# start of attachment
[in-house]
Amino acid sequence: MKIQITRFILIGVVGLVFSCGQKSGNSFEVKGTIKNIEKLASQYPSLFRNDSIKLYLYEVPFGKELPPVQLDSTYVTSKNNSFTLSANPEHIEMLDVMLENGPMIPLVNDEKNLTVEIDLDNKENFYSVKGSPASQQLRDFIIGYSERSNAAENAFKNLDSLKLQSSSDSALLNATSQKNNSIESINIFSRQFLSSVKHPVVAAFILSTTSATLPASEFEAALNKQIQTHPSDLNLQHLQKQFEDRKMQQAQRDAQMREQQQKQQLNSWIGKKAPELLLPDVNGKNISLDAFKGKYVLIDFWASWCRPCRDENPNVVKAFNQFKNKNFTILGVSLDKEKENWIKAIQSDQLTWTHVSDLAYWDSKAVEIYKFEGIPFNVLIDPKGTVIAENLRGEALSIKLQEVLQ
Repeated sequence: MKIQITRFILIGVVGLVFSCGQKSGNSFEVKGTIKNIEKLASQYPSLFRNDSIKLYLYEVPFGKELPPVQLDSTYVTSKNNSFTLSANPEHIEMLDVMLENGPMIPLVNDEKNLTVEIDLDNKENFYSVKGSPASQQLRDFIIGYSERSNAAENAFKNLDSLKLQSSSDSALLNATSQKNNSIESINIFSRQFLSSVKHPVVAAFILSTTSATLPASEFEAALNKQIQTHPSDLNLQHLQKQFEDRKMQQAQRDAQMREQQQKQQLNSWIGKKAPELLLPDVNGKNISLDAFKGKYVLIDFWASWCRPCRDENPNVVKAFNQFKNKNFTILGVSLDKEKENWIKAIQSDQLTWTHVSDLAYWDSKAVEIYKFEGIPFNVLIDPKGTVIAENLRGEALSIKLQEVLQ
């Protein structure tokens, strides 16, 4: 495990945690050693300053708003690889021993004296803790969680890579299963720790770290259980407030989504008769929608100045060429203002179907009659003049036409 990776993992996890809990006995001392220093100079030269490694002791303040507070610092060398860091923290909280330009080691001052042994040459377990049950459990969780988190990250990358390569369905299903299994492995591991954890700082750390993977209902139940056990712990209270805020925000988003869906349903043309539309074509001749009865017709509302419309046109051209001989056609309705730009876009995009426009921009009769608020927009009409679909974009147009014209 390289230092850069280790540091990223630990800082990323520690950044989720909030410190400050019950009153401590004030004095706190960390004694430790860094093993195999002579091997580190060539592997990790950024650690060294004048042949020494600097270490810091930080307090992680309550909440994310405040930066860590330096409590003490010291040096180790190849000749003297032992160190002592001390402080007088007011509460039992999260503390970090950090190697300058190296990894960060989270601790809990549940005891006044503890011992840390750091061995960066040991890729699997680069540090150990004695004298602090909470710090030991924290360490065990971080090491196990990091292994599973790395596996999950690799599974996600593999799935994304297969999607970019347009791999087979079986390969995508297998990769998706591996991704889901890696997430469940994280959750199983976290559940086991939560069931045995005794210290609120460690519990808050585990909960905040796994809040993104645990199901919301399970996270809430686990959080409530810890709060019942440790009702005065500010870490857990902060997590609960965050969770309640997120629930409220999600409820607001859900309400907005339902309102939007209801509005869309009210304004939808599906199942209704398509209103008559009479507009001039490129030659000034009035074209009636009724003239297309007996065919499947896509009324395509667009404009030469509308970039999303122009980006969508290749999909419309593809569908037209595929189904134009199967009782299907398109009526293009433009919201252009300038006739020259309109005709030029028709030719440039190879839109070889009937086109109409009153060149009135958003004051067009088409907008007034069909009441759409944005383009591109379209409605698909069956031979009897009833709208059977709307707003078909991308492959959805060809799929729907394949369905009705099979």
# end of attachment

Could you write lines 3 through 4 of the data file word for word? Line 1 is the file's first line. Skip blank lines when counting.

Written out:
Repeated sequence: MKIQITRFILIGVVGLVFSCGQKSGNSFEVKGTIKNIEKLASQYPSLFRNDSIKLYLYEVPFGKELPPVQLDSTYVTSKNNSFTLSANPEHIEMLDVMLENGPMIPLVNDEKNLTVEIDLDNKENFYSVKGSPASQQLRDFIIGYSERSNAAENAFKNLDSLKLQSSSDSALLNATSQKNNSIESINIFSRQFLSSVKHPVVAAFILSTTSATLPASEFEAALNKQIQTHPSDLNLQHLQKQFEDRKMQQAQRDAQMREQQQKQQLNSWIGKKAPELLLPDVNGKNISLDAFKGKYVLIDFWASWCRPCRDENPNVVKAFNQFKNKNFTILGVSLDKEKENWIKAIQSDQLTWTHVSDLAYWDSKAVEIYKFEGIPFNVLIDPKGTVIAENLRGEALSIKLQEVLQ
């Protein structure tokens, strides 16, 4: 495990945690050693300053708003690889021993004296803790969680890579299963720790770290259980407030989504008769929608100045060429203002179907009659003049036409 990776993992996890809990006995001392220093100079030269490694002791303040507070610092060398860091923290909280330009080691001052042994040459377990049950459990969780988190990250990358390569369905299903299994492995591991954890700082750390993977209902139940056990712990209270805020925000988003869906349903043309539309074509001749009865017709509302419309046109051209001989056609309705730009876009995009426009921009009769608020927009009409679909974009147009014209 390289230092850069280790540091990223630990800082990323520690950044989720909030410190400050019950009153401590004030004095706190960390004694430790860094093993195999002579091997580190060539592997990790950024650690060294004048042949020494600097270490810091930080307090992680309550909440994310405040930066860590330096409590003490010291040096180790190849000749003297032992160190002592001390402080007088007011509460039992999260503390970090950090190697300058190296990894960060989270601790809990549940005891006044503890011992840390750091061995960066040991890729699997680069540090150990004695004298602090909470710090030991924290360490065990971080090491196990990091292994599973790395596996999950690799599974996600593999799935994304297969999607970019347009791999087979079986390969995508297998990769998706591996991704889901890696997430469940994280959750199983976290559940086991939560069931045995005794210290609120460690519990808050585990909960905040796994809040993104645990199901919301399970996270809430686990959080409530810890709060019942440790009702005065500010870490857990902060997590609960965050969770309640997120629930409220999600409820607001859900309400907005339902309102939007209801509005869309009210304004939808599906199942209704398509209103008559009479507009001039490129030659000034009035074209009636009724003239297309007996065919499947896509009324395509667009404009030469509308970039999303122009980006969508290749999909419309593809569908037209595929189904134009199967009782299907398109009526293009433009919201252009300038006739020259309109005709030029028709030719440039190879839109070889009937086109109409009153060149009135958003004051067009088409907008007034069909009441759409944005383009591109379209409605698909069956031979009897009833709208059977709307707003078909991308492959959805060809799929729907394949369905009705099979």